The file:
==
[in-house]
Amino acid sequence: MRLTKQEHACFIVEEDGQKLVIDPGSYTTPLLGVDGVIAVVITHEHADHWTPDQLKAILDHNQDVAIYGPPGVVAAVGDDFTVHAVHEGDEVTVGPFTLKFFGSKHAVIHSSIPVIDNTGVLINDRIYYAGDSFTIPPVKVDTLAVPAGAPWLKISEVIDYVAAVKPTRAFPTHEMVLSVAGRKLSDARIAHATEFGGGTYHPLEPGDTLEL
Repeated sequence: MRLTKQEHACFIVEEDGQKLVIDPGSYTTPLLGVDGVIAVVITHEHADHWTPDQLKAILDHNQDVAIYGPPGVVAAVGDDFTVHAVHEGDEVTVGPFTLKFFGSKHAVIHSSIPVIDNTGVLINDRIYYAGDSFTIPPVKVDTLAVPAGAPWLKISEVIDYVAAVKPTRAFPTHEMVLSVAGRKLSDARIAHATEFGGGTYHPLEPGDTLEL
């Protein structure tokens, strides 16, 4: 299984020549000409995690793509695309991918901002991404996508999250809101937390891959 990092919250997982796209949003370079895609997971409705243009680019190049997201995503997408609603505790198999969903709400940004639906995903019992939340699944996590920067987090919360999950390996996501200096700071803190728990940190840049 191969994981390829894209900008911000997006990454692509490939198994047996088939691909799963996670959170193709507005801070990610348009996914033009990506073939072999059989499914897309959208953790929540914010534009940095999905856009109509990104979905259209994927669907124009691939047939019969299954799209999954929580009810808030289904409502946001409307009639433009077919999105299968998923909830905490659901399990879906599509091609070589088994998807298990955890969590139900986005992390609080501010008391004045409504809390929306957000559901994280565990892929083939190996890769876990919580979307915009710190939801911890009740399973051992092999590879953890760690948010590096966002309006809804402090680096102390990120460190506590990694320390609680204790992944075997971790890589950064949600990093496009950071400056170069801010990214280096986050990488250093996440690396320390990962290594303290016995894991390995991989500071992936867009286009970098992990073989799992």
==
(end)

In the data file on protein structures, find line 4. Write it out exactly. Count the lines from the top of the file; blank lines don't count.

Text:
């Protein structure tokens, strides 16, 4: 299984020549000409995690793509695309991918901002991404996508999250809101937390891959 990092919250997982796209949003370079895609997971409705243009680019190049997201995503997408609603505790198999969903709400940004639906995903019992939340699944996590920067987090919360999950390996996501200096700071803190728990940190840049 191969994981390829894209900008911000997006990454692509490939198994047996088939691909799963996670959170193709507005801070990610348009996914033009990506073939072999059989499914897309959208953790929540914010534009940095999905856009109509990104979905259209994927669907124009691939047939019969299954799209999954929580009810808030289904409502946001409307009639433009077919999105299968998923909830905490659901399990879906599509091609070589088994998807298990955890969590139900986005992390609080501010008391004045409504809390929306957000559901994280565990892929083939190996890769876990919580979307915009710190939801911890009740399973051992092999590879953890760690948010590096966002309006809804402090680096102390990120460190506590990694320390609680204790992944075997971790890589950064949600990093496009950071400056170069801010990214280096986050990488250093996440690396320390990962290594303290016995894991390995991989500071992936867009286009970098992990073989799992």